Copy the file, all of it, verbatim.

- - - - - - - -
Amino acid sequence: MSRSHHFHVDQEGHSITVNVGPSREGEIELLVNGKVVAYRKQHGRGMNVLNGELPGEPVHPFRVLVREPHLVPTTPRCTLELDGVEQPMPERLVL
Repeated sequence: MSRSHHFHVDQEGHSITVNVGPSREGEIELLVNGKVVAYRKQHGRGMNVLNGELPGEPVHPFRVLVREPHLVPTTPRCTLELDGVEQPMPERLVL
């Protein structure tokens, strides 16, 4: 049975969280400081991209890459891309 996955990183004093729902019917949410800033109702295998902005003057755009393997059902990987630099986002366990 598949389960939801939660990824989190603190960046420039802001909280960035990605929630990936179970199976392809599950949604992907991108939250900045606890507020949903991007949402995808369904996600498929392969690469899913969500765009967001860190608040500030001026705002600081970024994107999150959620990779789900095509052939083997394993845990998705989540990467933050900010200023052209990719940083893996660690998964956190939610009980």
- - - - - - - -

Amino acid sequence: MSRSHHFHVDQEGHSITVNVGPSREGEIELLVNGKVVAYRKQHGRGMNVLNGELPGEPVHPFRVLVREPHLVPTTPRCTLELDGVEQPMPERLVL
Repeated sequence: MSRSHHFHVDQEGHSITVNVGPSREGEIELLVNGKVVAYRKQHGRGMNVLNGELPGEPVHPFRVLVREPHLVPTTPRCTLELDGVEQPMPERLVL
């Protein structure tokens, strides 16, 4: 049975969280400081991209890459891309 996955990183004093729902019917949410800033109702295998902005003057755009393997059902990987630099986002366990 598949389960939801939660990824989190603190960046420039802001909280960035990605929630990936179970199976392809599950949604992907991108939250900045606890507020949903991007949402995808369904996600498929392969690469899913969500765009967001860190608040500030001026705002600081970024994107999150959620990779789900095509052939083997394993845990998705989540990467933050900010200023052209990719940083893996660690998964956190939610009980």